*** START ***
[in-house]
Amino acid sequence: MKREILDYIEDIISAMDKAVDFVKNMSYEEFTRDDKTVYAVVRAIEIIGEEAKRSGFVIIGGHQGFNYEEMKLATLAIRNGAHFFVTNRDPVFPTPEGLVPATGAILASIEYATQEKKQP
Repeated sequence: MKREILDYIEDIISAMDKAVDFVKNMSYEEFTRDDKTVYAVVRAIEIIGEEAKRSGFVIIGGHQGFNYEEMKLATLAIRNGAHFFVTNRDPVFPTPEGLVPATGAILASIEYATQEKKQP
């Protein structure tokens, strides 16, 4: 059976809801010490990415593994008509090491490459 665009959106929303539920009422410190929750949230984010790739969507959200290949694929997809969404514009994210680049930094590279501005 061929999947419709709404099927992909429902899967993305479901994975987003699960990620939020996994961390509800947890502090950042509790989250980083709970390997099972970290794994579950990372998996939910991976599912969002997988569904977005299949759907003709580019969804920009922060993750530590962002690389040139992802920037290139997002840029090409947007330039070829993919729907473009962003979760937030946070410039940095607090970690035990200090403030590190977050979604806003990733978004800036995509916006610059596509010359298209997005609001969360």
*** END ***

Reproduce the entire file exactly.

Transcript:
[in-house]
Amino acid sequence: MKREILDYIEDIISAMDKAVDFVKNMSYEEFTRDDKTVYAVVRAIEIIGEEAKRSGFVIIGGHQGFNYEEMKLATLAIRNGAHFFVTNRDPVFPTPEGLVPATGAILASIEYATQEKKQP
Repeated sequence: MKREILDYIEDIISAMDKAVDFVKNMSYEEFTRDDKTVYAVVRAIEIIGEEAKRSGFVIIGGHQGFNYEEMKLATLAIRNGAHFFVTNRDPVFPTPEGLVPATGAILASIEYATQEKKQP
């Protein structure tokens, strides 16, 4: 059976809801010490990415593994008509090491490459 665009959106929303539920009422410190929750949230984010790739969507959200290949694929997809969404514009994210680049930094590279501005 061929999947419709709404099927992909429902899967993305479901994975987003699960990620939020996994961390509800947890502090950042509790989250980083709970390997099972970290794994579950990372998996939910991976599912969002997988569904977005299949759907003709580019969804920009922060993750530590962002690389040139992802920037290139997002840029090409947007330039070829993919729907473009962003979760937030946070410039940095607090970690035990200090403030590190977050979604806003990733978004800036995509916006610059596509010359298209997005609001969360």